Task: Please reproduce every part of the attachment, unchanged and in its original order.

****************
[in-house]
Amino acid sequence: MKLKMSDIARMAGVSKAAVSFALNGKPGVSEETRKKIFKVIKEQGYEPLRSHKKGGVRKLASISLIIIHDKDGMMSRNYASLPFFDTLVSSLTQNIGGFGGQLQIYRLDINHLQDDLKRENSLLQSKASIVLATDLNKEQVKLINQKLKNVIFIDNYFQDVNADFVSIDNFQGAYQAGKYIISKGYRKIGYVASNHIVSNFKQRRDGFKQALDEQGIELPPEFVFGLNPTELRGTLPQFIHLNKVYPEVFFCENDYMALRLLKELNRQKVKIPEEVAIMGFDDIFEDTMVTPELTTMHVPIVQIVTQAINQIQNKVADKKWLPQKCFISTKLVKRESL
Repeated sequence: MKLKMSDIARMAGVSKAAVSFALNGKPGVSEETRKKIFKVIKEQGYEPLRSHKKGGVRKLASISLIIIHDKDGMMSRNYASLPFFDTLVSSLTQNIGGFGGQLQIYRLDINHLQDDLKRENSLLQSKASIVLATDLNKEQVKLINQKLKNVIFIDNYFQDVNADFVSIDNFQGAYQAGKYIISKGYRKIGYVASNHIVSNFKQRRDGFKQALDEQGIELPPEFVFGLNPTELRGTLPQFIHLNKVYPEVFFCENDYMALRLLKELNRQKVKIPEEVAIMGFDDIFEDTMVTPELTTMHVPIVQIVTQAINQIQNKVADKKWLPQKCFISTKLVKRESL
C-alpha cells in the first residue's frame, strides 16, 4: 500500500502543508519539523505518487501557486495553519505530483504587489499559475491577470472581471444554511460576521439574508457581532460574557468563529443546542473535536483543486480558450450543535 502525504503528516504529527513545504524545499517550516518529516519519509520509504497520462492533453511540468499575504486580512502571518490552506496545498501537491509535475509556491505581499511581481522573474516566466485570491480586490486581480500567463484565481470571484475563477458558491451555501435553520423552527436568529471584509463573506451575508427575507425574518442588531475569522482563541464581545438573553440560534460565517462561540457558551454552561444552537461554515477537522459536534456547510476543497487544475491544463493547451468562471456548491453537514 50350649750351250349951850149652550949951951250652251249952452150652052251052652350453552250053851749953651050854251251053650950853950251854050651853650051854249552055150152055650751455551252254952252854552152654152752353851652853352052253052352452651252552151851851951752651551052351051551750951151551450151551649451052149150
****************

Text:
[in-house]
Amino acid sequence: MKLKMSDIARMAGVSKAAVSFALNGKPGVSEETRKKIFKVIKEQGYEPLRSHKKGGVRKLASISLIIIHDKDGMMSRNYASLPFFDTLVSSLTQNIGGFGGQLQIYRLDINHLQDDLKRENSLLQSKASIVLATDLNKEQVKLINQKLKNVIFIDNYFQDVNADFVSIDNFQGAYQAGKYIISKGYRKIGYVASNHIVSNFKQRRDGFKQALDEQGIELPPEFVFGLNPTELRGTLPQFIHLNKVYPEVFFCENDYMALRLLKELNRQKVKIPEEVAIMGFDDIFEDTMVTPELTTMHVPIVQIVTQAINQIQNKVADKKWLPQKCFISTKLVKRESL
Repeated sequence: MKLKMSDIARMAGVSKAAVSFALNGKPGVSEETRKKIFKVIKEQGYEPLRSHKKGGVRKLASISLIIIHDKDGMMSRNYASLPFFDTLVSSLTQNIGGFGGQLQIYRLDINHLQDDLKRENSLLQSKASIVLATDLNKEQVKLINQKLKNVIFIDNYFQDVNADFVSIDNFQGAYQAGKYIISKGYRKIGYVASNHIVSNFKQRRDGFKQALDEQGIELPPEFVFGLNPTELRGTLPQFIHLNKVYPEVFFCENDYMALRLLKELNRQKVKIPEEVAIMGFDDIFEDTMVTPELTTMHVPIVQIVTQAINQIQNKVADKKWLPQKCFISTKLVKRESL
C-alpha cells in the first residue's frame, strides 16, 4: 500500500502543508519539523505518487501557486495553519505530483504587489499559475491577470472581471444554511460576521439574508457581532460574557468563529443546542473535536483543486480558450450543535 502525504503528516504529527513545504524545499517550516518529516519519509520509504497520462492533453511540468499575504486580512502571518490552506496545498501537491509535475509556491505581499511581481522573474516566466485570491480586490486581480500567463484565481470571484475563477458558491451555501435553520423552527436568529471584509463573506451575508427575507425574518442588531475569522482563541464581545438573553440560534460565517462561540457558551454552561444552537461554515477537522459536534456547510476543497487544475491544463493547451468562471456548491453537514 50350649750351250349951850149652550949951951250652251249952452150652052251052652350453552250053851749953651050854251251053650950853950251854050651853650051854249552055150152055650751455551252254952252854552152654152752353851652853352052253052352452651252552151851851951752651551052351051551750951151551450151551649451052149150